An Outcome Evaluation of Minnesota Circles of Support and Accountability (MnCoSA)
....The use of the COSA model with high-risk sex offenders began in a small Mennonite community in Canada in the early 1990s. Grounded in the tenets of the restorative justice philosophy, the COSA model attempts to help sex offenders successfully reenter http://www.doc.state.mn.us/publications/documents/9-12MnCOSAResearchinBrief.pdfthe community and, thus, increase public safety, by providing them with social support as they try to meet their employment, housing, treatment, and other social needs. Each COSA consists of anywhere between four and six community volunteers, one of whom is a primary volunteer, who meet with the offender on a regular basis. The results from several evaluations of the Canadian COSA model suggest it significantly reduces sex offender recidivism....
Restorative justice & stories for resilient families and happy individuals
Feiler discusses how one night he pondered: “What is the secret sauce that holds a family together? What are the ingredients that make some families effective, resilient, happy?” and went on to learn what he could to answer these questions.
His research led him to the work of psychologists Marshall Duke and Sara Fivush, which showed: “The more children knew about their family’s history, the stronger their sense of control over their lives, the higher their self-esteem and the more successfully they believed their families functioned.”
Rehabilitation is everyone’s responsibility
Recently, I watched a Vimeo video about the reform of the Solomon Islands Correctional Services. It starts with an individual describing his crime and how the local traditional justice would’ve responded with banishment. The current system wasn’t very different; the banishment happened with a prison sentence. From that point, different officials and community volunteers describe a process of shifting the system culture from punitive to rehabilitative. It’s a shift that focuses on needs and relationships.
Prison experiences of self forgiveness
Crime challenges communities; criminal activity is an assault on civic society – individuals who break the law are deemed to have stepped outside of society. Yet prison as a response to crime can also be read as an assault on community; often those imprisoned were never fully integrated into society.
A second chance at Curt's Cafe
Curt’s Cafe, 2922 Central St., is an unlikely crossroads for the two: Trieschmann hires at-risk young adults, particularly those with criminal records, providing them with hard-to-find job training and work experience. The non-profit restaurant is one of the only adult ex-offender re-entry programs in a city that focuses most of its re-entry resources on at-risk youths.
Trieschmann said the road to opening the experimental business was far from smooth, with some neighbors concerned about the business drawing former criminals to Central Street. Still, it’s an experiment that restorative justice advocates and even Evanston Mayor Elizabeth Tisdahl said is worth a shot.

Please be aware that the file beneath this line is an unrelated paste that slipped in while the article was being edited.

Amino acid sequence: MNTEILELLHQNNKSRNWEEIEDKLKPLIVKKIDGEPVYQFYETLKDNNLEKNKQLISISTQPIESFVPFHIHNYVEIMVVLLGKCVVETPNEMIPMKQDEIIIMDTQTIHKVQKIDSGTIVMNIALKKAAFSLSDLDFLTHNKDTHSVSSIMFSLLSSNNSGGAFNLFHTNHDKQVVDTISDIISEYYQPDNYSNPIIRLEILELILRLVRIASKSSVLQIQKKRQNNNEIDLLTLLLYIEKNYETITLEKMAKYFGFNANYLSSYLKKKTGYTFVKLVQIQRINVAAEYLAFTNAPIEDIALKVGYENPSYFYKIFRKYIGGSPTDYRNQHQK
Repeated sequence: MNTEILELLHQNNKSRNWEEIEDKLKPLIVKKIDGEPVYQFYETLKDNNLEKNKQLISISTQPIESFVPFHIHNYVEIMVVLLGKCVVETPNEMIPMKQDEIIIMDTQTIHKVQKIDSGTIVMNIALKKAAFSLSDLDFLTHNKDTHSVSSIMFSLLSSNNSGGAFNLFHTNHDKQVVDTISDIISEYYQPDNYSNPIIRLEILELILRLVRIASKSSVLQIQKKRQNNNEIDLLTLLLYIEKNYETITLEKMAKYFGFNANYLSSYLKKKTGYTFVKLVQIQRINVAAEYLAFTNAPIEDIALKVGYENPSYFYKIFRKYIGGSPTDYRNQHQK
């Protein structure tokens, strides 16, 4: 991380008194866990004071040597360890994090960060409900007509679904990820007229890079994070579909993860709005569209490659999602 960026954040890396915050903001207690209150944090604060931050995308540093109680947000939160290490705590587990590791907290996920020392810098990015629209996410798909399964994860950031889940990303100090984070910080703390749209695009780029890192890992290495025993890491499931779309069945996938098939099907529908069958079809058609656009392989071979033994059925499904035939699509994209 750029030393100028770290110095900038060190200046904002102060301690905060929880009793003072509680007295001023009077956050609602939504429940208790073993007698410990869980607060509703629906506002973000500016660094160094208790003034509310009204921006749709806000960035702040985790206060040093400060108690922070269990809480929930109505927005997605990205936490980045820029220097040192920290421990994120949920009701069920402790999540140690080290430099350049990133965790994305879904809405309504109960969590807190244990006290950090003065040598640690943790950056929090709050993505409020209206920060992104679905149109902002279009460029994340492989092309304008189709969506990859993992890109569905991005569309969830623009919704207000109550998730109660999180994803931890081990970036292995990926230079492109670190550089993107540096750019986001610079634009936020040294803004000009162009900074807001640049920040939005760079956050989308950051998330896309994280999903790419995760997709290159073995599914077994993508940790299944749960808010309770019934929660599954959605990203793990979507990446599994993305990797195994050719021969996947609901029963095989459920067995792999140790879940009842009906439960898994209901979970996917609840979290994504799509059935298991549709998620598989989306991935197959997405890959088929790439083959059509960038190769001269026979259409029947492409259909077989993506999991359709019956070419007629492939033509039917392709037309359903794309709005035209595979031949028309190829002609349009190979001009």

Parole, release and restorative justice: Minister and National Council for Correctional Services
The meeting provided an opportunity for the Portfolio Committee (PC) to engage with the Minister and the National Council for Correctional Services (NCCS) on matters of parole and release, with particular emphasis on the position of those sentenced to life imprisonment (lifers) and the role of the restorative justice processes.
from the entry by Maanda Ntsandeni on Aljazeera:
....My journey to making Parole Camp began four years ago when a friend, Andrew May, invited me to South Africa's Pollsmoor Prison. Andrew, an American studying for his Masters of Law degree, was running a class on the Restorative Justice System for inmates approaching their release.
Like many South Africans frustrated by the country's soaring crime rates, I was deeply prejudiced towards anybody who had served time in prison - choosing to focus on my belief that they deserved punishment while overlooking the fact that they had served their dues behind bars.
I am meeting with the House of Commons Standing Committee on Justice and Human Rights this morning.
This is what I will be saying.
Thank you, Mr. Chair. I am pleased to have this opportunity to address you and the rest of the committee regarding Bill C-10, The Safe Streets & Community Act.
....My daughter, Candace, was 13 years old when she was abducted and found murdered six weeks later. We lived without knowing the details of what happened for two decades.
Healing and "Collateral Damage": Prison is above all about loss
from the entry on Prison Culture:
About three weeks ago, I was privileged to keep a circle for the family of a young man who is serving a recently-imposed sentence of 7 years in prison. I am friendly with the young man’s sister and she was the one who asked me to organize a healing circle for the family. I was really blessed that a friend of mine who is a wonderful circle keeper partnered with me. The key to keeping a good circle is preparation and it took us almost a month to set this one up. We had to talk to everyone who was going to participate before we could actually keep the circle.
After speaking to everyone involved, it became clear to us that the main emotions that folks wanted to process were grief and anger. I want to talk a bit about both.
Restoring lives: Now that’s Justice
from Patrice Gaines' article in Yes!:
It was the summer of 2009. I was on my second day of work for the U.S. Census Bureau, knocking on doors in rural South Carolina.
My cell phone rang. It was my supervisor.
“Patrice, headquarters called me and told me to send you home immediately and to take back all government property,” she said. “I don’t know why.”